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New To Collecting Antique Glassware From Auction? Read This First!

Monday, July 27th, 2020
green glassware with some pink flowers

If you collect glassware or are interested in the hobby, auctions can be a great place to find unique pieces. Antique glass can be fun to find and collect, especially if you can get some good deals. Antique glass is beautiful and can be valuable for resale too. Here are some tips that can help you start collecting.

Use an identification guide

This is a good first step in your collecting journey because it can help you find what you like or what is most valuable. You should research the various types of antique glassware that are available before going to an auction. An up-to-date guide can tell you what is out there and good prices.

Pay close attention to color and pattern

Antique glass comes in a large variety of colors, but patterns only come in limited color ranges depending upon the manufacturer. Some colors are more valuable than others. Uranium glass, for example, has beautiful colors that glow under ultraviolet light. Your guide will tell you what is most valuable, rare, or common. Estate auctions can be a great place to find antiques, so keep an eye out for glass in mixed lots and in auction catalogs.

Know how to identify re-releases

Some companies take patterns that were once popular and re-release them decades later. This can make identifying antiques a bit more difficult. Be sure to do some research about particular pieces of glassware if you think they could be reproductions.

Types of antique (and vintage) collectible glassware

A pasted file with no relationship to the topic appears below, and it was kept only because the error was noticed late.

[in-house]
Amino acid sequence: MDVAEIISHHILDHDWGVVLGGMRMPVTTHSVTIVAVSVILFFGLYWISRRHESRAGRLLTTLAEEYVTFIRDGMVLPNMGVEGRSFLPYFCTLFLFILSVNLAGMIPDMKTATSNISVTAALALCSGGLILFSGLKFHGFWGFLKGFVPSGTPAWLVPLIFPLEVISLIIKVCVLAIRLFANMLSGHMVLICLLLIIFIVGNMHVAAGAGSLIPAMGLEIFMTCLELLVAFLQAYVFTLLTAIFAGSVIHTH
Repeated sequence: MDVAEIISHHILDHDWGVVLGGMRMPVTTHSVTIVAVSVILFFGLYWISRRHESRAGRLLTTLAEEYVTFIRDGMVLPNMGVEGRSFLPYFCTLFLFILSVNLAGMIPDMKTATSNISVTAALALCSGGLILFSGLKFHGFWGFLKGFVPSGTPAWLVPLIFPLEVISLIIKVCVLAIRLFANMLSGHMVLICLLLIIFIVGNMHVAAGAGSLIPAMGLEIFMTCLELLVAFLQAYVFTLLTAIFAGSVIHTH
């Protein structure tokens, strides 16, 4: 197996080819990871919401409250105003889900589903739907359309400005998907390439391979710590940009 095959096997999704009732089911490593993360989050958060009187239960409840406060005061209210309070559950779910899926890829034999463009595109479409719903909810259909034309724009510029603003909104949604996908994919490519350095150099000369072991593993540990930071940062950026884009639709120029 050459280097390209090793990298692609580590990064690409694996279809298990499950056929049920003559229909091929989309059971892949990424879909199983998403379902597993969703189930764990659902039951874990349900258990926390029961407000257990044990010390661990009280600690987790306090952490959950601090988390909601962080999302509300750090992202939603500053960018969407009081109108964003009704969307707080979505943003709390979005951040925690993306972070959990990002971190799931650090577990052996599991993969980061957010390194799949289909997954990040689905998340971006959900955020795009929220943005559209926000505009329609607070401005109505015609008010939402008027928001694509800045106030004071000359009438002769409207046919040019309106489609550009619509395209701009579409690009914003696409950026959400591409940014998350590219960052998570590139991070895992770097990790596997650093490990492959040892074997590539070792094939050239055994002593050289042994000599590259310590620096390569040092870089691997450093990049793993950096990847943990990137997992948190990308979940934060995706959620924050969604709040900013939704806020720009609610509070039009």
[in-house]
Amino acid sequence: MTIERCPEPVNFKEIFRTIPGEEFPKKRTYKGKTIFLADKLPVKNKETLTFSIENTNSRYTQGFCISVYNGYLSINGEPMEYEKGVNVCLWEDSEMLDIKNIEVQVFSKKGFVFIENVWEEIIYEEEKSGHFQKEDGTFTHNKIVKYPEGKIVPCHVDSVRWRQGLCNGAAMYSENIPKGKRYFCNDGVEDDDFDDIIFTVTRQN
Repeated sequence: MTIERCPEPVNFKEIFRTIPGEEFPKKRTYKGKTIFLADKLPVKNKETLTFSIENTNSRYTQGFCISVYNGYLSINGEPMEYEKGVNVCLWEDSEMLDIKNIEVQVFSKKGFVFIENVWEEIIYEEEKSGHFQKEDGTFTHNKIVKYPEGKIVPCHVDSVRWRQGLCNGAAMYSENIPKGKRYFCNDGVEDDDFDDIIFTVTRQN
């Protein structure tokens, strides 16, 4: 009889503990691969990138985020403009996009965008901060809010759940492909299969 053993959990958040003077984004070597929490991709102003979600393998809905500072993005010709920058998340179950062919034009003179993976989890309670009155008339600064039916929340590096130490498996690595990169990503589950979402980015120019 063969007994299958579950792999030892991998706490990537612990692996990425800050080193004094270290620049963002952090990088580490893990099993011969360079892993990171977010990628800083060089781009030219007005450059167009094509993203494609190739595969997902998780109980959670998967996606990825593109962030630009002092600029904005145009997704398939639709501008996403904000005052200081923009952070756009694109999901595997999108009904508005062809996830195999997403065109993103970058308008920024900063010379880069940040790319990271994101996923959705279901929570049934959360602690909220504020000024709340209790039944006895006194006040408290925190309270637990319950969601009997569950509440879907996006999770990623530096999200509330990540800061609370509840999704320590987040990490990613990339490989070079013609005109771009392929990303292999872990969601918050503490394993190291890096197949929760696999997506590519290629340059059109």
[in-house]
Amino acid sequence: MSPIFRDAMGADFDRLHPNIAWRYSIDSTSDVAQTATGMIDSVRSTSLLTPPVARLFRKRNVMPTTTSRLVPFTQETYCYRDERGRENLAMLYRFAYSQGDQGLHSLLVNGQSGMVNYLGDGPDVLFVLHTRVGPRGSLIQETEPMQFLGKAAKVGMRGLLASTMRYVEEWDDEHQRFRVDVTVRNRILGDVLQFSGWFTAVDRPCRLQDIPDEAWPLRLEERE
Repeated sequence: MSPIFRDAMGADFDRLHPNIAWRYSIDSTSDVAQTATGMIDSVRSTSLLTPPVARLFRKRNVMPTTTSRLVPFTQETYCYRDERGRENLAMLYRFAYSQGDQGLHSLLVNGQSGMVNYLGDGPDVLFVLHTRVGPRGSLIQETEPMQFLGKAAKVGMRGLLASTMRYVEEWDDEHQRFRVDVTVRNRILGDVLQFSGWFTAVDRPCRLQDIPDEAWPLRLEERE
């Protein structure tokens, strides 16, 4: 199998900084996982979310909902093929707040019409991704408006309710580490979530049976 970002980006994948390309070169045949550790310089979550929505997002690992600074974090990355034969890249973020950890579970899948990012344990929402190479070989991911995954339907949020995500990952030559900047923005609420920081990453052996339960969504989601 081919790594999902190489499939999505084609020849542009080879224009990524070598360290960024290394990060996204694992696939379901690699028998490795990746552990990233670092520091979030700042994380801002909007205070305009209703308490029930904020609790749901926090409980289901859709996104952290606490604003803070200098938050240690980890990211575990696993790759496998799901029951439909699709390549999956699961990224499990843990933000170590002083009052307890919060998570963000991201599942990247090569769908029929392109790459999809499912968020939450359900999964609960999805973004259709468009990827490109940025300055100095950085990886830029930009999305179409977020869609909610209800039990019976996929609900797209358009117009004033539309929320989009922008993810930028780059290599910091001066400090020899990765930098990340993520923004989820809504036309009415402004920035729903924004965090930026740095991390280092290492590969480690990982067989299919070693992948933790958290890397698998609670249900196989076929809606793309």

There are thousands of types and styles of glassware. Glass has been created since the Bronze Age and has been popular around the world. Today, the late-19th through the mid-20th century is considered the best time for the art of glassmaking.

It can help to narrow down the focus of your collection so you aren’t overwhelmed by choices. Of course, auctions only have a limited amount of items to sell. This helps, but you should still know exactly what you want to bid on. Here are some of the most common and popular types to watch for at auctions.

Fenton glassware

The Fenton Glass Company was extremely popular and helped develop many of the most beloved styles of glassware during the “American Brilliant” era. They were inspired by Steuben Glass and Tiffany Studios. In 1907, they released carnival glass, reaching 150 patterns of the style. Fenton is also known for its hobnail, milk, custard, chocolate, and opalescent styles.

Identifying Fenton glassware can sometimes be difficult. Pieces made in 1973 until now have a raised, oval-shaped logo to identify them. Those made before typically has a stick-on label that is usually not found today. Designs, patterns, and colors can all help identify pieces that don’t have labels.

Values differ as much as style and color. Some ebony vases sell for hundreds of dollars while more modern, small pieces sell for less than one hundred. Rare pieces of cranberry and carnival glass from Fenton can sell for thousands of dollars.

Art glass

stained glass lamp with flower

This type of collectible glassware refers to the innovative styles created at the beginning of the 20th century. Brands like Tiffany, Durand, Quezal, and Stueben led the movement, but many companies produced a variety of styles and colors. Some had vibrant colors, iridescence, or patterns from nature while others featured bold designs.